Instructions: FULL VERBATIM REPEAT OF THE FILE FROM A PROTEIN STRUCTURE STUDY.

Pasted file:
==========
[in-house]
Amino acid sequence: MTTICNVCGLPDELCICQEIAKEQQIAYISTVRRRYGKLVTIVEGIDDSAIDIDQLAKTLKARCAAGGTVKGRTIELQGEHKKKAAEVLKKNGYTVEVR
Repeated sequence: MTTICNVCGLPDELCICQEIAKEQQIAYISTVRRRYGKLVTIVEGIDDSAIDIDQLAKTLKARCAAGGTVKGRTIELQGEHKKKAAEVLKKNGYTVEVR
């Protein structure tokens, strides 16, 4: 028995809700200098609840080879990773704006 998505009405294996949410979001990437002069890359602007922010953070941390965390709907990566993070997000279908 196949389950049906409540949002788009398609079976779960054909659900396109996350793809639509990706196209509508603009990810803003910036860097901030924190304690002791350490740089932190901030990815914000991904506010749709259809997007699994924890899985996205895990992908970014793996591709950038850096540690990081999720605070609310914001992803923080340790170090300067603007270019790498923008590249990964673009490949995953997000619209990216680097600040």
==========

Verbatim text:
[in-house]
Amino acid sequence: MTTICNVCGLPDELCICQEIAKEQQIAYISTVRRRYGKLVTIVEGIDDSAIDIDQLAKTLKARCAAGGTVKGRTIELQGEHKKKAAEVLKKNGYTVEVR
Repeated sequence: MTTICNVCGLPDELCICQEIAKEQQIAYISTVRRRYGKLVTIVEGIDDSAIDIDQLAKTLKARCAAGGTVKGRTIELQGEHKKKAAEVLKKNGYTVEVR
């Protein structure tokens, strides 16, 4: 028995809700200098609840080879990773704006 998505009405294996949410979001990437002069890359602007922010953070941390965390709907990566993070997000279908 196949389950049906409540949002788009398609079976779960054909659900396109996350793809639509990706196209509508603009990810803003910036860097901030924190304690002791350490740089932190901030990815914000991904506010749709259809997007699994924890899985996205895990992908970014793996591709950038850096540690990081999720605070609310914001992803923080340790170090300067603007270019790498923008590249990964673009490949995953997000619209990216680097600040």